We also tested the prediction that long-term potentiation (LTP) would be impaired at C/A–CA3 synapses in CA3-NR1 KO mice (Fig. 4). At the mossy fiber–CA3 synapse (MF-CA3), in which LTP does not depend on NR activation (11–14), there was no significant difference in the induction or expression of LTP between control and mutant mice (control, 265 ± 39%, n = 5; mutant, 259 ± 45%, n = 6). Additionally at the SC-CA1 synapse, where NRs were intact, LTP was similar in both groups of animals (control, 232 ± 37%, n = 9; mutant, 219 ± 53%, n = 10). Similarly, in control animals, LTP was induced at C/A-CA3 synapses in all the animals examined (202 ± 28%, n = 5). In contrast, LTP was nearly absent at C/A-CA3 synapses in 9 out of 11 CA3-NR1 KO mice (101 ± 11%, n = 11). In two cases, we observed LTP, which may have been due to calcium influx from voltage-dependent calcium channels. These data provide functional evidence that NR1 knockout in CA3 pyramidal cells selectively disrupts NR-dependent LTP in CA3 at the recurrent C/A synaptic input, but not NR-independent mossy fiber LTP in CA3 or NR-dependent LTP in area CA1.

Figure 4

NMDA-dependent LTP at the recurrent CA3 synapses in CA3-NR1 KO mice. (A) Representative waveforms (averages of five consecutive responses recorded at 0.05 Hz) show that C/A-CA3 LTP was selectively prevented in mutant animals. (B) Summary graphs showing the time course of potentiation after three long trains of stimulation (100 pulses at 100 Hz concomitant with a 1-s depolarizing pulse 1 train every 20 s). (C) Cumulative probability plots; each point represents the magnitude of change relative to baseline (abscissa) as a cumulative fraction of the total number of experiments (ordinate) for a given experiment 20 to 25 min (average) after high-frequency stimulation. EPSP, excitatory postsynaptic potential.

Spatial reference memory.

We subjected the CA3-NR1 KO mice and their control littermates to the hidden platform version of the Morris water maze task (17,21) to assess the effect of the selective ablation of NRs in CA3 pyramidal cells on the animals' ability to form a spatial reference memory. No significant differences were observed between the control and mutant mice in the escape latency, path length, average swimming velocity, or wall-hugging time (Fig. 5, A to D). We subjected the mutant,fNR1, Cre, and wild-type littermates to a probe trial on day 2 (P1), day 7 (P2), and day 13 (P3), and assessed spatial memory by monitoring the relative radial-quadrant occupancy (Fig. 5E). There was no difference in the acquisition rate of spatial learning among the four genotypes. By day 13 (P3), all four mouse strains spent significantly more time in the target radial-quadrant than in any of the nontarget quadrants. This result for three types of mice was also shown by the criterion of absolute platform occupancy (Fig. 5F). Thus, the selective ablation of NRs in adult hippocampal CA3 pyramidal cells has no detectable effect on the animal's ability to form and retrieve spatial memory as determined by the standard hidden platform version of the Morris water maze task. Further, the CA3-NR1 KO mice are not impaired in motivation, motor coordination, or the sensory functions required to carry out this spatial memory task.

Figure 5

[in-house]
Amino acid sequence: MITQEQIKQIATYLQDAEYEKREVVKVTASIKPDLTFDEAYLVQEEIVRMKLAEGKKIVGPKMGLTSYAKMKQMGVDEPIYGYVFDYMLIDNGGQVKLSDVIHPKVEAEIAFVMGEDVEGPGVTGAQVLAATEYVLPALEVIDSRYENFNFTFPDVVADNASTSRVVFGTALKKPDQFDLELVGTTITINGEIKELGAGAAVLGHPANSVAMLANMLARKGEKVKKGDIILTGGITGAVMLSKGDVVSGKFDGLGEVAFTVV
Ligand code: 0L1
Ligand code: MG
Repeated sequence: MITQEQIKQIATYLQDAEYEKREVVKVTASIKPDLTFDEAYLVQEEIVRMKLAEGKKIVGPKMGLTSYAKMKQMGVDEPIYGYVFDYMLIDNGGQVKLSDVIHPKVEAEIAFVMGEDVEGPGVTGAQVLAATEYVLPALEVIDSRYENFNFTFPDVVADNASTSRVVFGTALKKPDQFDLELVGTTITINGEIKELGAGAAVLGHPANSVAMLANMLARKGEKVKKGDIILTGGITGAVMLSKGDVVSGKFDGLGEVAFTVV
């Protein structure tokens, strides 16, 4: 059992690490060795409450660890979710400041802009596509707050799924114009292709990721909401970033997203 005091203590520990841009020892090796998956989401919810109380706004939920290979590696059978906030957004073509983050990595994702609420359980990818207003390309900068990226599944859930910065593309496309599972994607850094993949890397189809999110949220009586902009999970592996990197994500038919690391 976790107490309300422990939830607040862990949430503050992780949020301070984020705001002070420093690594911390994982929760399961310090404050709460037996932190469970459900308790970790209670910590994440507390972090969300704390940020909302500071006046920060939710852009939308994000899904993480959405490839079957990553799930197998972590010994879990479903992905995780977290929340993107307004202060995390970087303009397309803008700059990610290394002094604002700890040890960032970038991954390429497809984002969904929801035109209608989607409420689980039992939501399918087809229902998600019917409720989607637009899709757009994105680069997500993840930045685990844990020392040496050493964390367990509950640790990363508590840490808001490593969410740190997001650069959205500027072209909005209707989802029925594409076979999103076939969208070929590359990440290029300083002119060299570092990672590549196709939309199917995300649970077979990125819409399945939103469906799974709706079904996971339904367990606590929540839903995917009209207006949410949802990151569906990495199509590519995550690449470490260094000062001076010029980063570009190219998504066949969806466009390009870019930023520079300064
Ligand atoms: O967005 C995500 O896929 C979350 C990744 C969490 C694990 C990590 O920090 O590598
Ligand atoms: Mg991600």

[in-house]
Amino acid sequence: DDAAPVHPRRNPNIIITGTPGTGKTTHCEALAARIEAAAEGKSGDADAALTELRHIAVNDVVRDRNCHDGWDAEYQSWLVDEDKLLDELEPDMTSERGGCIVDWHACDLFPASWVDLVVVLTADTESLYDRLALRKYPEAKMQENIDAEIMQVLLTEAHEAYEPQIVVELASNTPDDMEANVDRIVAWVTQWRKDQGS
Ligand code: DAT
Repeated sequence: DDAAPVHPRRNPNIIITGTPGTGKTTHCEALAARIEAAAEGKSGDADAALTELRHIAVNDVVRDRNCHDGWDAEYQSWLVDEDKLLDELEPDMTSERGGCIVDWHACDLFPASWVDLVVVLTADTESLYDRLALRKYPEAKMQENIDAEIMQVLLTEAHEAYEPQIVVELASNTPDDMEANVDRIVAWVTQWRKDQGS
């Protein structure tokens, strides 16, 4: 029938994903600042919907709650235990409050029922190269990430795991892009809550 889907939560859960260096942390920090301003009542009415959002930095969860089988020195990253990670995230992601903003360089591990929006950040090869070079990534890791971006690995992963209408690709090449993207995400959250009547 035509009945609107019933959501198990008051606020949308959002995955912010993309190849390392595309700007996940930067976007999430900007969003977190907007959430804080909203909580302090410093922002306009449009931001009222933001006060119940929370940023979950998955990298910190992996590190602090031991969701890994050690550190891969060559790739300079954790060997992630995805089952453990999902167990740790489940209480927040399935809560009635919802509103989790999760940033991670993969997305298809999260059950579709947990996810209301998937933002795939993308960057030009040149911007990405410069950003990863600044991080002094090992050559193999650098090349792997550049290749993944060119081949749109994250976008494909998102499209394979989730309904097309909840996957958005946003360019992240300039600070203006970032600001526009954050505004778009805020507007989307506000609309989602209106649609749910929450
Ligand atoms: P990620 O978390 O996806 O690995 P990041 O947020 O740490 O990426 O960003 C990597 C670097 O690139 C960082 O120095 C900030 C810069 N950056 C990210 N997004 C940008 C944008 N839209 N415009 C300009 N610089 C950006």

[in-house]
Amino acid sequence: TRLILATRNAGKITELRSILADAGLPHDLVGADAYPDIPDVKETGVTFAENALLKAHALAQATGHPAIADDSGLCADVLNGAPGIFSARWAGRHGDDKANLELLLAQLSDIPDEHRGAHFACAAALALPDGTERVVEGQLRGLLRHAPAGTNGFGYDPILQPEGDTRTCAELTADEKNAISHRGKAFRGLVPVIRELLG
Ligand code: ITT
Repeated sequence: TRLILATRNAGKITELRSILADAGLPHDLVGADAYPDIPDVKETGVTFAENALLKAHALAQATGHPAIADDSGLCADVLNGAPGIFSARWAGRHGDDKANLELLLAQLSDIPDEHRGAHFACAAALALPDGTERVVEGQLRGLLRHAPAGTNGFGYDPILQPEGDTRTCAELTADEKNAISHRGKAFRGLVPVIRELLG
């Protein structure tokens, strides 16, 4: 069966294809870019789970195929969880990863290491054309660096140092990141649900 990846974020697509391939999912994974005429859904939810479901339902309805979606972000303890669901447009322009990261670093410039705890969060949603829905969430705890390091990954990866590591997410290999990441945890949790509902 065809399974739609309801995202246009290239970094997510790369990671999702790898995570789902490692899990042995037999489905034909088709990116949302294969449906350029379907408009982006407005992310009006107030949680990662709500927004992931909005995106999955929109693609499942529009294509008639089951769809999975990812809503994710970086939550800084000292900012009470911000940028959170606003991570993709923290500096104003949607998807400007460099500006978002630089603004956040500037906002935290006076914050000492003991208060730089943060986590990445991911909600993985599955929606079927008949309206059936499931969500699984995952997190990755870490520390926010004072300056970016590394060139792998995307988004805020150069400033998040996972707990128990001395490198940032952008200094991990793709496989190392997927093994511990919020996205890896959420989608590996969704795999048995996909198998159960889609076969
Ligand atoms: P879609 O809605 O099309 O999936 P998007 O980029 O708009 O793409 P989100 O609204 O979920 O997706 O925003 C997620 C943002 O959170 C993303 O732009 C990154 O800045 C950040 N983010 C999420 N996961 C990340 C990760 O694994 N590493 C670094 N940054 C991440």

Performance of CA3-NR1 KO mice in the standard Morris water maze task and recall capability under various cue conditions. (A to D) 18- to 24-week-old male CA3-NR1 KO mice (mutant, red, n = 44), fNR1(blue, n = 37), Cre (n = 14, not shown), and their wild-type littermates (green, n = 11) were subjected to training trials under full-cue conditions. The four types of mice did not differ significantly in (A) escape latency, (B) distance traveled, (C) swimming velocity, or (D) time spent near the pool wall [genotype effect for each measure, F(3,102) < 2.5,P > 0.05; genotype x trial interaction for each measure, P > 0.05]. (E) Probe trials on day 2 (P1, open bars), day 7 (P2, hatched bars), and day 13 (P3, solid bars) under full-cue conditions, monitored by relative radial-quadrant occupancy [time (%) the mice spent in the target radial-quadrant relative to the total time spent in the four radial-quadrants]. On day 13, all the genotypes spent significantly more time in the target radial-quadrant than other quadrants [wild, F(3,40) = 84.1, P < 0.0001; Cre, F(3,52) = 52.7, P < 0.0001; fNR1, F(3,144) = 130.4,P < 0.0001; mutant, F(3,172) = 163.4,P < 0.0001; Newman-Keuls post hoc comparison (the trained quadrant compared to all the other quadrants);P < 0.01 for all genotypes]. (F) Day 13 probe trial (P3) of randomly selected subsets of Cre (n = 14), fNR1 (n = 20) and mutant (n = 23) mice by absolute platform occupancy [time (sec) the mice spent in the area which corresponded exactly to the area occupied by the platform during the training session] [Cre,F(3,52) = 15.8, P < 0.0001;fNR1, F(3,76) = 37.4, P < 0.0001; mutant, F(3,88) = 35.5, P < 0.0001; Newman-Keuls post hoc comparison (the target platform position compared to all the other platform positions); P < 0.01 for all genotypes]. (G) The same sets of mice as in (F) were subjected to partial-cue probe trials on day 14 (P4) and absolute platform occupancy assessed. Cre and fNR1 mice exhibited similar recall under partial-cue conditions as under full-cue conditions (paired t test,P > 0.9 for each genotype), while recall by the mutant mice was impaired (paired t test, *P < 0.01). (H) Spatial histograms of the animals' location during the full-cue (P3) and partial-cue (P4) probe trials. fNR1,n = 20; mutant, n = 23. (I) Relative recall index [RRI, averaged ratio of the target platform occupancy of the partial-cue (P4) or no-cue (P5) probe trial to that of the full-cue (P3) probe trial for each animal (17)] of fNR1 mice (n = 18, blue) and mutant mice (n = 22, red). The RRI value difference between thefNR1 and the mutant mice under the partial-cue conditions was significant (*P < 0.009; Mann-Whitney U test), while that under no-cue conditions was not (P = 0.9; Mann-Whitney U test). T, target quadrant; AR, adjacent right quadrant; OP, opposite quadrant; AL, adjacent left quadrant.